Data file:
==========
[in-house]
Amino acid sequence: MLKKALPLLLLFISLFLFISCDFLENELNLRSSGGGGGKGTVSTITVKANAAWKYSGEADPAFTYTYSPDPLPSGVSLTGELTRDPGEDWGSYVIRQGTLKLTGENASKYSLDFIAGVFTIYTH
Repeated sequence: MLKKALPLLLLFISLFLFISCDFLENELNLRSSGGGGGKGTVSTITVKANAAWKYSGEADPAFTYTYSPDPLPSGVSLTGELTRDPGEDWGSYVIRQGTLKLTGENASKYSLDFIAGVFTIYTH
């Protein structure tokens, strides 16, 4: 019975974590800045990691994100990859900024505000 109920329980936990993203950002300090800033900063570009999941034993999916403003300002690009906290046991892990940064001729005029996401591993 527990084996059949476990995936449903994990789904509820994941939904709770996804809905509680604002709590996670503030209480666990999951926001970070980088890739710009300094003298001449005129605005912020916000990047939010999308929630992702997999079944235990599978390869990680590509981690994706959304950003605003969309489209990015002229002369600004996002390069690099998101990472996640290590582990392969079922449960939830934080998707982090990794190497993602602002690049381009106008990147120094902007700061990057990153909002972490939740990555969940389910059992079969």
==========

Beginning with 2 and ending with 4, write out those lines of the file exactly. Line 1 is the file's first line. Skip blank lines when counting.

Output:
Amino acid sequence: MLKKALPLLLLFISLFLFISCDFLENELNLRSSGGGGGKGTVSTITVKANAAWKYSGEADPAFTYTYSPDPLPSGVSLTGELTRDPGEDWGSYVIRQGTLKLTGENASKYSLDFIAGVFTIYTH
Repeated sequence: MLKKALPLLLLFISLFLFISCDFLENELNLRSSGGGGGKGTVSTITVKANAAWKYSGEADPAFTYTYSPDPLPSGVSLTGELTRDPGEDWGSYVIRQGTLKLTGENASKYSLDFIAGVFTIYTH
């Protein structure tokens, strides 16, 4: 019975974590800045990691994100990859900024505000 109920329980936990993203950002300090800033900063570009999941034993999916403003300002690009906290046991892990940064001729005029996401591993 527990084996059949476990995936449903994990789904509820994941939904709770996804809905509680604002709590996670503030209480666990999951926001970070980088890739710009300094003298001449005129605005912020916000990047939010999308929630992702997999079944235990599978390869990680590509981690994706959304950003605003969309489209990015002229002369600004996002390069690099998101990472996640290590582990392969079922449960939830934080998707982090990794190497993602602002690049381009106008990147120094902007700061990057990153909002972490939740990555969940389910059992079969």